Saving one life at a time in the slums of Harare

Sr. Irene Holland holds two-week-old Nikita. She had found her mother, Lynette Lapotsa, unconscious in a cardboard shack that she rented for $15 a month. “We carried her to hospital and her CD4 count was 22 [extremely low.] We feared we’d lose her – but she survived.” Despite having a top certificate from grade school, Laposta cannot find work. She used to make a precarious living trading clothes she bought in South Africa, but when she was hospitalized rats chewed up the blankets she was trying to sell. Nikita is the result of a liaison with a married man who has deserted her. “We have to care for the baby,” Holland says, “so we found them this little corrugated iron room. I had to find a cot because it was too cold for Nikita on the damp ground, and she is too precious to die! I tell her mom to cover the cot at night because the condensation drips on the baby.” (Jill Day)

Harare, Zimbabwe — Sr. Irene Holland steered her Isuzu between the deep ruts and potholes on the track leading to Hatcliffe Extension squatter camp a few miles north of Harare, where 20,000 unemployed Zimbabweans live in plastic shacks.

We were on our way to visit Tichakunda, an early child development center whose name means “we shall overcome.” Winnie Masaraure, 54, a grandmother whose home had been razed repeatedly during slum clearances, opened it in 2005 to serve double orphans (children who have lost all parents and grandparents).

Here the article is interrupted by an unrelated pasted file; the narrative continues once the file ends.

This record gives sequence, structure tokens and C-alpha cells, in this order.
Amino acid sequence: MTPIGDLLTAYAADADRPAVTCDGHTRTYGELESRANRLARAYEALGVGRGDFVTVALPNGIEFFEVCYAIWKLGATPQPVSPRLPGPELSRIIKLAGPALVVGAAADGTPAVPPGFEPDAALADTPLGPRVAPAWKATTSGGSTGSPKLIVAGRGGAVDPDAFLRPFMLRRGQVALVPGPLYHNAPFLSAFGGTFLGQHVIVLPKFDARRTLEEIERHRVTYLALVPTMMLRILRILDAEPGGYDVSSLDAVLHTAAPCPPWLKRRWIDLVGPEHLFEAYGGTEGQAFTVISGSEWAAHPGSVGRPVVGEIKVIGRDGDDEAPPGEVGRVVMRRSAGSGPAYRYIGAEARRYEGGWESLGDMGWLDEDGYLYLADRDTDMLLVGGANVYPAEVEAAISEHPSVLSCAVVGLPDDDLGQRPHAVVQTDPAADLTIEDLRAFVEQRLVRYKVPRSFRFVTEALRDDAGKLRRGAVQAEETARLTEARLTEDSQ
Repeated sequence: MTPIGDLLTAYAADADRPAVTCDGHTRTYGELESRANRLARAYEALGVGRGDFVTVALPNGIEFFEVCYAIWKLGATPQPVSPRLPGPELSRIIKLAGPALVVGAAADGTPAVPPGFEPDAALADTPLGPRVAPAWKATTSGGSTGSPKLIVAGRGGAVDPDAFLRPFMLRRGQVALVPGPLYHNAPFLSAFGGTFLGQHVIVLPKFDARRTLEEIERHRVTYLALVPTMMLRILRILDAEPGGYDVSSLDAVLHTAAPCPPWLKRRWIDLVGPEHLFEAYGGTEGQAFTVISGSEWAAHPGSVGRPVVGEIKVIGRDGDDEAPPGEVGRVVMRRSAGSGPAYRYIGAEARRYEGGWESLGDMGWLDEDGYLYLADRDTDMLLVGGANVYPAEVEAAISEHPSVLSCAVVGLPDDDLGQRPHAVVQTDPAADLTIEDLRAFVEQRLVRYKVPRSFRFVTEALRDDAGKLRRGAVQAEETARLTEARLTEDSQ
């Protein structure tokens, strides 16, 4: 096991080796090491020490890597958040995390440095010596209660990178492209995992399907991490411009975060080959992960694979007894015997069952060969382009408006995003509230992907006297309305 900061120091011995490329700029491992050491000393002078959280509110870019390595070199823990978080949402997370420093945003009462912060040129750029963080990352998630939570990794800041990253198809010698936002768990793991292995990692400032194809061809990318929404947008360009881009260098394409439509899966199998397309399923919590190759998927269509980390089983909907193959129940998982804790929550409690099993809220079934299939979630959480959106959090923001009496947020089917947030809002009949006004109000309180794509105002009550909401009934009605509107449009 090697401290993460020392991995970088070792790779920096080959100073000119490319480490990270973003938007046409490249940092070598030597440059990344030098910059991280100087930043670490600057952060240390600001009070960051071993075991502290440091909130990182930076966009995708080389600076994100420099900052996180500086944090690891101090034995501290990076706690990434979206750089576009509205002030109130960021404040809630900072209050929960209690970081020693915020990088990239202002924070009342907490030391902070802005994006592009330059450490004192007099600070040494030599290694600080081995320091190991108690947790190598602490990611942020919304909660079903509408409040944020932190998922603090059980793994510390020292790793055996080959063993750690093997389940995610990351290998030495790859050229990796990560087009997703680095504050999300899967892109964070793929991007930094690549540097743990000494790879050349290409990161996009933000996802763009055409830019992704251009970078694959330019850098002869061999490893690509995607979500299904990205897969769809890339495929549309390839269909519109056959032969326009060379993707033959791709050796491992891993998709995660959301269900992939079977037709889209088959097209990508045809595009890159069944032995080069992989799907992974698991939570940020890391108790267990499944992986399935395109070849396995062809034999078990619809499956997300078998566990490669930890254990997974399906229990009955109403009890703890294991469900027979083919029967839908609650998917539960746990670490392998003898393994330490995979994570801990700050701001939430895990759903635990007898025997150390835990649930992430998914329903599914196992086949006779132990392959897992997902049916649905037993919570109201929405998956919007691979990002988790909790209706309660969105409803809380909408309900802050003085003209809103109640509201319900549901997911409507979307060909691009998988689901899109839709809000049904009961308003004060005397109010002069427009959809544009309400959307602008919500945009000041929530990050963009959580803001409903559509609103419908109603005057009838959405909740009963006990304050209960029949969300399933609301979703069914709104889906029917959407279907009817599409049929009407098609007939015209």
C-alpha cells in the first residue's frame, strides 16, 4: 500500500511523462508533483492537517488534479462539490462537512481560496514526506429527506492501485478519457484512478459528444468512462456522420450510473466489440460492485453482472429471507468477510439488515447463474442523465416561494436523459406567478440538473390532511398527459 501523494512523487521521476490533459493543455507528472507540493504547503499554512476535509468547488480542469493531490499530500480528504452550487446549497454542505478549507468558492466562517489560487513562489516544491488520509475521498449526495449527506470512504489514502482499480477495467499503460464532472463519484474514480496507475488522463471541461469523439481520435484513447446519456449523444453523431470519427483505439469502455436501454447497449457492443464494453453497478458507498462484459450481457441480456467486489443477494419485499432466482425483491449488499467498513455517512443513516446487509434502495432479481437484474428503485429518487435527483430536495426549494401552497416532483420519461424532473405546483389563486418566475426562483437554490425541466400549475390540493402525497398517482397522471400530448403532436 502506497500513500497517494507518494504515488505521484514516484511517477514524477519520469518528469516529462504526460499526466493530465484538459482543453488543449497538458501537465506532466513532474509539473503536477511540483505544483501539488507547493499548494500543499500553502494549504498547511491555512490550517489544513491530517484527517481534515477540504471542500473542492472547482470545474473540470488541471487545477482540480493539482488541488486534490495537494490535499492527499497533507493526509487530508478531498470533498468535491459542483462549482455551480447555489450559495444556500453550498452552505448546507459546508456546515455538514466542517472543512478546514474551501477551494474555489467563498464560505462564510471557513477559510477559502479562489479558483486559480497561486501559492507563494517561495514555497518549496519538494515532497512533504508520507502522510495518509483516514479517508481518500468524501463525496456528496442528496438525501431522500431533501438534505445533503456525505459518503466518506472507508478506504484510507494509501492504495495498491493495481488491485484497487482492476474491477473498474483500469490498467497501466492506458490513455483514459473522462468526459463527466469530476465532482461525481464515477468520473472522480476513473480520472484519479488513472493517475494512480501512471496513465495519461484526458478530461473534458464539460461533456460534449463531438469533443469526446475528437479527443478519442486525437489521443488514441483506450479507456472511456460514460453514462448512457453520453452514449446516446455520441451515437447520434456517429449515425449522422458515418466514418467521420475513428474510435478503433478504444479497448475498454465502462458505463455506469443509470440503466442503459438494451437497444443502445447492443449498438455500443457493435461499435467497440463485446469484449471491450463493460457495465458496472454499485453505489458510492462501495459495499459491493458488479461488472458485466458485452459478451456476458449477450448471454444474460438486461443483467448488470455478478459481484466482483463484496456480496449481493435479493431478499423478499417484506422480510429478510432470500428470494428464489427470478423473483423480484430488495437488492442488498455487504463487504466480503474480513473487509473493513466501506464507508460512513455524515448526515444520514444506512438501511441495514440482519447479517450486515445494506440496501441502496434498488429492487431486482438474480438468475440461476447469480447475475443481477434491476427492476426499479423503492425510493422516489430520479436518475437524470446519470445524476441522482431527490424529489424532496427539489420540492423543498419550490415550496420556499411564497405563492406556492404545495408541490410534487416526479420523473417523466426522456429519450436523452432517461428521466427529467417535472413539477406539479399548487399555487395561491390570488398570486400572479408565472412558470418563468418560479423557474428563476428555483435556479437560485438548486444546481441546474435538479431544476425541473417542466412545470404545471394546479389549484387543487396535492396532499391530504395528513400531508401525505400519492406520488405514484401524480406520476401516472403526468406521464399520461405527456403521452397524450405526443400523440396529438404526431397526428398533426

Holland, a Sister of Nazareth, is visibly moved by the devastation she sees every week when she visits the dust bowl that is Tichakunda.

“As women religious we earn nothing – but we do eat, unlike these poor people.”

Sr. Irene Holland discusses her classwork with a pupil in Tichakanda secondary school, watched by Nyamamiti Kururama, a volunteer teacher. (Jill Day)

She points to an 8-foot by 8-foot concrete shack with only a door. “That’s a garikai house built by the government. Whole families live in there.” 

“Garikai” means “to live well,” but the name falls short of the reality.

Holland has saved people in worse situations, notably Tinaye, 9, who had cerebral palsy and was living in a shack in the squatter’s camp built of black plastic bags. “She was unconscious when I found her, her toes eaten by rats.”

Holland was looking for a place that could help children like Tinaye when she discovered Masaraure’s center, run from a series of corrugated iron sheds without any support. “I had to help,” she said.

Her role has been to introduce people and potential donors to Tichakunda. “I approached my congregation, and to my surprise, our leadership bought the land where Tichakunda now stands ‘for the community of Hatcliffe.’”

The community grew after Operation Murambatsvina (clean-up), the government’s clean-up campaign of 2005 that displaced thousands of people living on the margins of society.

Tichakanda’s ECD center and secondary school are in the dusty Hatcliffe squatter camp. (Jill Day)
Two potential noviates watch Mary Makarose, a voluntary teacher at Tichakanda primary school, teaching 43 children in Grade 1 Blue class the English words for a tree. Having been a teacher for seven years, she was fired for suspected political activities and came to Tichakanda in June. “I have only children on my heart,” she said. (Jill Day)